private readonly CommandExecutor executor = new CommandExecutor();

  public void TestScoping()
  {
    int sum = 0;

    for (int i = 0; i < 10; ++i)
    {
      var scopedData = i;
      executor.Execute(
        () => sum += scopedData,
        () => sum -= scopedData
      );
    }

    for (int i = 0; i < 10; ++i)
    {
      executor.Undo();
    }
  }
}

In this example, scopedData is used in the closure of the command delegates. Each iteration of the for-loop produces a different numeric value, which is implicitly preserved onto each command execution. By undoing the command, the sum gets preserved.

If instead the for-loop counter variable was passed, the undo commands would not be adequately preserved, as that variable would have been shared between all closures of all commands. In this way, you can adequately choose the level of sharing between command executions and undo operations, and effectively use the principles of functional programming to insulate each command execution from side-effects, while at the same time writing clean, concise, and efficient code.

segunda-feira, 19 de Maio de 2008

Lightweight Fiber/Coroutines implementation on C#

I was recently experimenting with exploiting the C# 2.0 iterators to simulate continuations, as suggested in Wesner Moise's blog and came up with what seems to be a general and reasonable way to implement fibers in .NET.

To implement a logical execution thread we basically need a stack to keep track of "subroutines" and a "program counter" to keep track of the current execution point. Basically we take on the IEnumerator interface as the basic type for program counters.

Simulating an execution is simply a matter of stepping through the current IEnumerator routine. Every time this enumerator yields a subroutine, the current routine is pushed onto the stack and the "program counter" switches to the new routine. Every time a routine terminates, the stack is tested for parent routines by popping().

Here's the lightweight fiber implementation and a small sample of how to use it:
public class Fiber
{
private readonly Stack<IEnumerator> stackFrame =
new Stack<IEnumerator>();
private IEnumerator currentRoutine;

public Fiber(IEnumerator entryPoint)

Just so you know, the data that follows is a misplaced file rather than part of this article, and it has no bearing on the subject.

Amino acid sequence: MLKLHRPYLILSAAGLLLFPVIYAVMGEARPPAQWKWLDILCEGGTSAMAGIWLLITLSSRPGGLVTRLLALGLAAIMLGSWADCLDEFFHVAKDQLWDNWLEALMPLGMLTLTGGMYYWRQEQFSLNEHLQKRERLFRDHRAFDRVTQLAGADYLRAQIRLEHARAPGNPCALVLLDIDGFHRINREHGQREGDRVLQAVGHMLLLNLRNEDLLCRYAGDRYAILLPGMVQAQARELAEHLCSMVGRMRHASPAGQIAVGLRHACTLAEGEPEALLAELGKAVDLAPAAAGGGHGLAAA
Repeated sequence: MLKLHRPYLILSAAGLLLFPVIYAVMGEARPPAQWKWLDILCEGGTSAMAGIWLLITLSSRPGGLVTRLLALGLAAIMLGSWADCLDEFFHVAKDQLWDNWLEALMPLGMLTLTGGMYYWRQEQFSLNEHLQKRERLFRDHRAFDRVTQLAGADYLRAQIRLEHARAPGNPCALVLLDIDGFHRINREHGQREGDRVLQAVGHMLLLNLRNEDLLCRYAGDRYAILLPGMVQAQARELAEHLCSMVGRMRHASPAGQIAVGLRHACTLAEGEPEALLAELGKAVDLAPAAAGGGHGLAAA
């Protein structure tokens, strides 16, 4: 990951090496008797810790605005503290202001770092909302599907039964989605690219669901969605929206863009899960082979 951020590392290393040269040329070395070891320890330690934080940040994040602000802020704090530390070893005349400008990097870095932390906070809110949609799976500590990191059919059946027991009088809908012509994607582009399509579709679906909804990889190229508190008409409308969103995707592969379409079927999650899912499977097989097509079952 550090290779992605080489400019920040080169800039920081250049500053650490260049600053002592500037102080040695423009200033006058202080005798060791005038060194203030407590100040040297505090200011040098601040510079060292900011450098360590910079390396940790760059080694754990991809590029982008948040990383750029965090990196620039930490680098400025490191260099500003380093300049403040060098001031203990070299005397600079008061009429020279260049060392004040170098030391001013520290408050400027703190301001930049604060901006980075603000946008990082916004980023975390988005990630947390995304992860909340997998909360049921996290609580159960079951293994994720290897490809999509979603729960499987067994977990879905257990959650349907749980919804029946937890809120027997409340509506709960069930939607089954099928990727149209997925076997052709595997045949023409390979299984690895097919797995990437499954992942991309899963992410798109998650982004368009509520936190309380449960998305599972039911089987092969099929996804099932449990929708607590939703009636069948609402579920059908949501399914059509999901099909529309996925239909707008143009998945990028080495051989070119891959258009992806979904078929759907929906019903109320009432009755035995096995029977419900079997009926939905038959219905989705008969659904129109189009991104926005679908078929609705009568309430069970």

{
this.currentRoutine = entryPoint;
}

public bool Step()
{
if (currentRoutine.MoveNext())
{
var subRoutine = currentRoutine.Current
as IEnumerator;
if (subRoutine != null)
{
stackFrame.Push(currentRoutine);
currentRoutine = subRoutine;
}
}
else if (stackFrame.Count > 0)
{
currentRoutine = stackFrame.Pop();
}
else
{
OnFiberTerminated(
new
FiberTerminatedEventArgs(
currentRoutine.Current
)
);
return false;
}

return true;
}

public event EventHandler<FiberTerminatedEventArgs>
FiberTerminated;


private void OnFiberTerminated(
FiberTerminatedEventArgs
e)
{
var handler = FiberTerminated;
if (handler != null)
{
handler(this, e);
}
}
}

public class FiberTerminatedEventArgs
: EventArgs
{
private readonly object result;

public FiberTerminatedEventArgs(object result)
{
this.result = result;
}

public object Result
{
get { return this.result; }
}
}
Now to implement a small recursive test program:
class FiberTest
{
private static IEnumerator Recurse(int n)
{
Console.WriteLine(n);
yield return n;
if (n > 0)
{
yield return Recurse(n - 1);
}
}

static void Main(string[] args)
{
var fiber = new Fiber(Recurse(5));
while (fiber.Step()) ;
}
}
This will print all the numbers from 5 to 0 by using fiber recursion. By yielding an IEnumerator, the fiber recursive function pushes the current fiber execution down to the recursive call. Test it yourself on the debugger and step through the execution to understand the basic mechanism.

With such a fiber/coroutine methodology its possible to define logical execution threads controlled by your application in which all involved iterator routines can be arbitrarily interrupted and resumed while preserving context.

Cool stuff once it clicks on you. Nice going for C# 2.0 iterators.

sexta-feira, 9 de Maio de 2008

Immutability and the good old 'const' keyword

With all the recent interest on C# functional programming and language integration of related concepts, one of the more interesting ideas is that of expressing immutability of an object.